In an interview with the Washington Post, GOP nominee Donald Trump said he does not support Ryan in the speaker’s Republican primary next week. Ryan’s opponent, a largely unknown businessman named Paul Nehlen, is running “a very good campaign,” according to Trump. Though Trump said that he is giving a Ryan endorsement “very serious consideration,” Trump added that he is “not quite there yet.”
Yet, while party leaders are reportedly “apoplectic” over Trump’s non-endorsement of the party’s highest ranking elected official, they shouldn’t be surprised. Trump has one thing that Paul Ryan does not have: a real constituency within the GOP.
Speaker Ryan is best known for the so-called Ryan Budget, a dog’s breakfast of deep cuts to Medicaid and food stamps, tax cuts for upper-income earners, and a signature proposal to repeal Medicare and replace it with a voucher program that offers inferior benefits to seniors at a higher cost.
These proposals are unpopular. They are unpopular with Americans at large. They are unpopular with Republicans at large. They are even unpopular with Republican donors! Indeed, the only group that supports Ryan’s ideas are wealthy donors to the GOP:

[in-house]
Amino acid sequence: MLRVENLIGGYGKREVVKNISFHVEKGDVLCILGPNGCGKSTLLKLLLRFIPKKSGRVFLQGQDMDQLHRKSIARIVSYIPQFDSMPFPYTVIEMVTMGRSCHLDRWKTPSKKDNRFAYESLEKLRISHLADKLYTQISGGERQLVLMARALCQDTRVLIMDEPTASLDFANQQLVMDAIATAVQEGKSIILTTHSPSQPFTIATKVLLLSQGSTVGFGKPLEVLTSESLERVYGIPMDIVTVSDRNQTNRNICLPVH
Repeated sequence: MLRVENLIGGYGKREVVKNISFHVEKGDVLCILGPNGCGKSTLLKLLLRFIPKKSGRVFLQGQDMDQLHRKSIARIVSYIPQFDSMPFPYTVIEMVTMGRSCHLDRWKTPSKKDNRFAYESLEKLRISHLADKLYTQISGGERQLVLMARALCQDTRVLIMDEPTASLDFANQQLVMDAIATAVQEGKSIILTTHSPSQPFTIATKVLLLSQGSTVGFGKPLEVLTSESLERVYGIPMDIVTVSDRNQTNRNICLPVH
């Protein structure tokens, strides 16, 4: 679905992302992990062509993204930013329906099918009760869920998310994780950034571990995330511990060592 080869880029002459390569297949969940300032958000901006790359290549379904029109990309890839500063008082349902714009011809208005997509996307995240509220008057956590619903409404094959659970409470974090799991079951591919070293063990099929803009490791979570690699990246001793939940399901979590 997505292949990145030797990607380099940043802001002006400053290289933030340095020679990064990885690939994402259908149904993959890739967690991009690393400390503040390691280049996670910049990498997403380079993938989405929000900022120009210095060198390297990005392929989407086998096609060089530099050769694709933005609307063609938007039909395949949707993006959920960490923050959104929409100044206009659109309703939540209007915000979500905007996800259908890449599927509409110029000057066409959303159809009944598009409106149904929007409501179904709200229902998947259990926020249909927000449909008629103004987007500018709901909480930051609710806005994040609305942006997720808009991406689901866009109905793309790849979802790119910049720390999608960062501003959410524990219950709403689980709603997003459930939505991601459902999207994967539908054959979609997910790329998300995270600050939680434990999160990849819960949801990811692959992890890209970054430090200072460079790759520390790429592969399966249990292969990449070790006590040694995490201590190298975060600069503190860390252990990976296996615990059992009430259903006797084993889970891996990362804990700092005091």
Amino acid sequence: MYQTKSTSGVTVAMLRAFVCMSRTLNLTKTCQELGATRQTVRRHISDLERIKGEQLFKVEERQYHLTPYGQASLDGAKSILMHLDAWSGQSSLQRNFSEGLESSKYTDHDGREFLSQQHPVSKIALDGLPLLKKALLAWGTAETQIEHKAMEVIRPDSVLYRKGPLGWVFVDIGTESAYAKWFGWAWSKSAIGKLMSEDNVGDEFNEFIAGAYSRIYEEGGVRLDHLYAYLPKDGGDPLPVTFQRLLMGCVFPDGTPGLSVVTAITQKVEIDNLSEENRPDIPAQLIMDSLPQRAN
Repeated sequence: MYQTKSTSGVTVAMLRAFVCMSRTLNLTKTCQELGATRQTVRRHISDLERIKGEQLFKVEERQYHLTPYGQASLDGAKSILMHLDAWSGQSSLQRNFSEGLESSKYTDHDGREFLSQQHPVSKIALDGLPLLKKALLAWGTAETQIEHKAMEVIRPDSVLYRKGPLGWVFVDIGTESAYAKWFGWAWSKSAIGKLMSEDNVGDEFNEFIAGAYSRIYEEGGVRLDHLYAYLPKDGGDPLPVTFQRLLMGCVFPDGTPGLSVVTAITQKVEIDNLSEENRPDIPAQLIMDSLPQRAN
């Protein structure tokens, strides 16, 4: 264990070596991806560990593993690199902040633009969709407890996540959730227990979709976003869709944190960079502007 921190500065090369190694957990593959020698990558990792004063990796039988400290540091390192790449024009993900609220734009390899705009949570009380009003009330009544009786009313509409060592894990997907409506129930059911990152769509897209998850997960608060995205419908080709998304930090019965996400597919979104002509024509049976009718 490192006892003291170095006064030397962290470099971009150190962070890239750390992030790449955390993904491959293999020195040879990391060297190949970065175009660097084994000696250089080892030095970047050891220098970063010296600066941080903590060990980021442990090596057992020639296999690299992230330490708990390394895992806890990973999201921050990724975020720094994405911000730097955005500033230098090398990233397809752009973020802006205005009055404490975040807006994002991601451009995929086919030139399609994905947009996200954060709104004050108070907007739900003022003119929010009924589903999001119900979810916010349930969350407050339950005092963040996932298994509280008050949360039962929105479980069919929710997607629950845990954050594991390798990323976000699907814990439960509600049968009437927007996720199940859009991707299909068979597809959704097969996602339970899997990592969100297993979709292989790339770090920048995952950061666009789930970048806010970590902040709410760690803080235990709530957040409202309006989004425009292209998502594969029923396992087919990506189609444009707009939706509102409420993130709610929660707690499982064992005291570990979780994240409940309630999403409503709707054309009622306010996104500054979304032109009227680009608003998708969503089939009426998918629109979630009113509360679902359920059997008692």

Trump, meanwhile, treats Ryan’s unpopular proposals with contempt. He’s criticized Republican plans to cut safety net programs — “Every Republican wants to do a big number on Social Security, they want to do it on Medicare, they want to do it on Medicaid. And we can’t do that.” And he labeled the Ryan Budget a “stupid” mix of proposals that includes “everything that you don’t want.”
Moreover, while there is virtually no constituency either within or outside of the Republican Party for Paul Ryan’s ideas, there is massive support within the GOP for Trump’s mix of racism and religious bigotry.
A March poll found that 71 percent of Republican voters support Trump’s plan to ban Muslims from traveling to the United States. Sixty-two percent of Republicans support building a wall along the Mexican border. Half of Republican voters support deporting all undocumented immigrants to their home country (although, somewhat incongruously, an even larger percentage support giving these immigrants a path to citizenship). Republicans broadly share Trump’s belief that using the magic words “radical Islam” will help combat terrorism.
Donald Trump, in other words, has actually tapped into sincere beliefs held by large numbers of Republican voters. Paul Ryan, by contrast, is selling a package of goods that appeals only to a small segment of wealthy individuals. That gives Trump real power within the GOP, and it means that Ryan’s clout is tied entirely to the influence of a fairly short list of donors.